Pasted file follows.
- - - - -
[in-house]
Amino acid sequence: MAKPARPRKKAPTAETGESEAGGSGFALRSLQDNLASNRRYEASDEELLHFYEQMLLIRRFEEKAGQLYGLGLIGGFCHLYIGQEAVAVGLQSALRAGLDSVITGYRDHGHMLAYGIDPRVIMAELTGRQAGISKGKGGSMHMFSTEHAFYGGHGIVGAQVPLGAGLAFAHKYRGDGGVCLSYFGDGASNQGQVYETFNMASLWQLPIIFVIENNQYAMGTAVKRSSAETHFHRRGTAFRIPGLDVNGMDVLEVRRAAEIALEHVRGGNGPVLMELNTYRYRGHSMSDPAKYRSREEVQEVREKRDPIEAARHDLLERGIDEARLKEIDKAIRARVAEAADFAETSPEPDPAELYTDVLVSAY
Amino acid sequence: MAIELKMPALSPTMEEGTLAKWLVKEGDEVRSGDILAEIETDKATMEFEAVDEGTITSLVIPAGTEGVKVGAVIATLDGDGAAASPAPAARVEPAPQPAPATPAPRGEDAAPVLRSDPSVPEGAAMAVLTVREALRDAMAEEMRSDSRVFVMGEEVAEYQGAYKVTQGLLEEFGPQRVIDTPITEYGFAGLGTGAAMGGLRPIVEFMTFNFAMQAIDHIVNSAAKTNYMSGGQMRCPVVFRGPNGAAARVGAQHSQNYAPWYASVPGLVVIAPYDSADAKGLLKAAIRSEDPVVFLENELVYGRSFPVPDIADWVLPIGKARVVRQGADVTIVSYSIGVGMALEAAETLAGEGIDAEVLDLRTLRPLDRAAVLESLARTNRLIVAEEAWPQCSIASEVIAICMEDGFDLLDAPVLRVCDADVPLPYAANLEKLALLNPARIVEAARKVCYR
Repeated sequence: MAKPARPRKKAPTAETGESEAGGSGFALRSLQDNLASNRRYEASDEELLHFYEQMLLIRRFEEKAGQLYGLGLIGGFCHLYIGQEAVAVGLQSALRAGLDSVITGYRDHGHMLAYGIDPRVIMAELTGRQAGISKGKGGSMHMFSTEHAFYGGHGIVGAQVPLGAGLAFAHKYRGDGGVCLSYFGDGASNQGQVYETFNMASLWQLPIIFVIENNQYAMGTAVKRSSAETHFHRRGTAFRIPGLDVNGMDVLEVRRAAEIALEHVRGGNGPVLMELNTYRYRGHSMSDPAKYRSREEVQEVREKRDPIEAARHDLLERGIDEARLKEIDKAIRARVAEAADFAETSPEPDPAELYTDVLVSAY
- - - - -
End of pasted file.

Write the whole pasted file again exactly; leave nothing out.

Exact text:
[in-house]
Amino acid sequence: MAKPARPRKKAPTAETGESEAGGSGFALRSLQDNLASNRRYEASDEELLHFYEQMLLIRRFEEKAGQLYGLGLIGGFCHLYIGQEAVAVGLQSALRAGLDSVITGYRDHGHMLAYGIDPRVIMAELTGRQAGISKGKGGSMHMFSTEHAFYGGHGIVGAQVPLGAGLAFAHKYRGDGGVCLSYFGDGASNQGQVYETFNMASLWQLPIIFVIENNQYAMGTAVKRSSAETHFHRRGTAFRIPGLDVNGMDVLEVRRAAEIALEHVRGGNGPVLMELNTYRYRGHSMSDPAKYRSREEVQEVREKRDPIEAARHDLLERGIDEARLKEIDKAIRARVAEAADFAETSPEPDPAELYTDVLVSAY
Amino acid sequence: MAIELKMPALSPTMEEGTLAKWLVKEGDEVRSGDILAEIETDKATMEFEAVDEGTITSLVIPAGTEGVKVGAVIATLDGDGAAASPAPAARVEPAPQPAPATPAPRGEDAAPVLRSDPSVPEGAAMAVLTVREALRDAMAEEMRSDSRVFVMGEEVAEYQGAYKVTQGLLEEFGPQRVIDTPITEYGFAGLGTGAAMGGLRPIVEFMTFNFAMQAIDHIVNSAAKTNYMSGGQMRCPVVFRGPNGAAARVGAQHSQNYAPWYASVPGLVVIAPYDSADAKGLLKAAIRSEDPVVFLENELVYGRSFPVPDIADWVLPIGKARVVRQGADVTIVSYSIGVGMALEAAETLAGEGIDAEVLDLRTLRPLDRAAVLESLARTNRLIVAEEAWPQCSIASEVIAICMEDGFDLLDAPVLRVCDADVPLPYAANLEKLALLNPARIVEAARKVCYR
Repeated sequence: MAKPARPRKKAPTAETGESEAGGSGFALRSLQDNLASNRRYEASDEELLHFYEQMLLIRRFEEKAGQLYGLGLIGGFCHLYIGQEAVAVGLQSALRAGLDSVITGYRDHGHMLAYGIDPRVIMAELTGRQAGISKGKGGSMHMFSTEHAFYGGHGIVGAQVPLGAGLAFAHKYRGDGGVCLSYFGDGASNQGQVYETFNMASLWQLPIIFVIENNQYAMGTAVKRSSAETHFHRRGTAFRIPGLDVNGMDVLEVRRAAEIALEHVRGGNGPVLMELNTYRYRGHSMSDPAKYRSREEVQEVREKRDPIEAARHDLLERGIDEARLKEIDKAIRARVAEAADFAETSPEPDPAELYTDVLVSAY